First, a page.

The Conversation

The recent security lapses at the White House have brought to the forefront the 13-year-old question of how to effectively secure public spaces. As officials weigh increasing perimeter security and installing additional checkpoints at public areas adjacent to the White House, it's worth examining the effects of counter-terrorism measures on our urban experience.

Jersey barriers, bollards, restricted areas, CCTV cameras, and security guards have transformed public space in many cities. At the same time, planners and urban advocates strive to balance the desire for safe cities with the need for vibrant and connected public spaces. One hallmark of a democratic society is the ability of citizens to gather and move freely about the city.

Balancing security and civility

Community participation in the planning and design of public areas results in safe and vibrant spaces. There is evidence that non-invasive methods such as Crime Prevention through Environmental Design (CPTED), which implements, in the design of spaces, strategies like the creation of good sightlines to put "eyes on the street," may translate into less crime. But security measures imposed upon people can also detract from public spaces, discouraging gatherings, eliminating services, or even making public space more dangerous.

Some security measures are the result of federal security guidelines and professional threat assessments. Others seem to be reactionary, for instance when officials installed temporary French barriers around Boston's City Hall Plaza after the 9/11 terrorist attacks. Designed as crowd control devices, they cannot withstand vehicular force or attempted truck bombings. The result is a cordoned-off plaza that simply blocks pedestrians from accessing a vast public space that already has trouble enticing people. The 2013 Boston Marathon bombings have forced us to focus on security in public spaces once again. But security should not be the sole consideration in how our public spaces are designed and used.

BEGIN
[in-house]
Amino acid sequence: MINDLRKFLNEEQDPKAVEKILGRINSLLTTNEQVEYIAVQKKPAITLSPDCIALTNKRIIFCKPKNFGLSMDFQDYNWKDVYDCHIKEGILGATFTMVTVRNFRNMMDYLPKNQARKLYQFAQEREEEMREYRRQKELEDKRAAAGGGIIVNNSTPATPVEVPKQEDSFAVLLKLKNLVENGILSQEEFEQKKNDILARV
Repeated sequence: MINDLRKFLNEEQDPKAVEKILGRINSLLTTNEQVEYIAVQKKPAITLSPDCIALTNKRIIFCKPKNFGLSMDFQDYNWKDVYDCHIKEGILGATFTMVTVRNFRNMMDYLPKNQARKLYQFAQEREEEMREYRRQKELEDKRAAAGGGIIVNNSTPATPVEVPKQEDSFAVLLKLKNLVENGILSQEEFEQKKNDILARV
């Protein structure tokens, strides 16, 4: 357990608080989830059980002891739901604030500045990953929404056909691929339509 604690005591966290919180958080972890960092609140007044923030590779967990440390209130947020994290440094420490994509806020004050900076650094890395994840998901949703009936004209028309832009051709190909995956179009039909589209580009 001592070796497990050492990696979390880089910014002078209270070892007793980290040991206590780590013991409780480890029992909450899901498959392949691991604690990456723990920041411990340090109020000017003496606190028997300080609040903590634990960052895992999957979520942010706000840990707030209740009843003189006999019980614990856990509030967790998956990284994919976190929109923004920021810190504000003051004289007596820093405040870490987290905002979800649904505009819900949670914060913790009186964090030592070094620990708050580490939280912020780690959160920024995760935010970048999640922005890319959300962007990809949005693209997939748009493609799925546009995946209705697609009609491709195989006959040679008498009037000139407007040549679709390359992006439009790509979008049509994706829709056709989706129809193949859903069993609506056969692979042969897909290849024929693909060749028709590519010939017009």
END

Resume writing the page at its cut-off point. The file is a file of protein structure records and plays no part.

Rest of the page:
Cities function well when people can enjoy social and physical freedom. Unnecessary security measures can erode our right to access city spaces, exploit fear and insecurity, and promote feelings of vulnerability and anxiety. This sense of vulnerability leads to increasing security measures, creating a vicious cycle in which more is always perceived as better.

Security machismo

My ongoing research on counter-terrorism measures in Boston's financial district and government center starts with a fundamental question: What were the motives for securing public spaces in the first place?

An environment of pretext securitization and pretext responses — in which "pretext" describes false responses to security threats — is one culprit.

In some office towers, clients compared the secure company headquarters in New York City to the Boston satellite office and wondered why there was such an open door in Boston. This comparison prompted some building personnel to needlessly upgrade security and perimeter protection to assuage fears.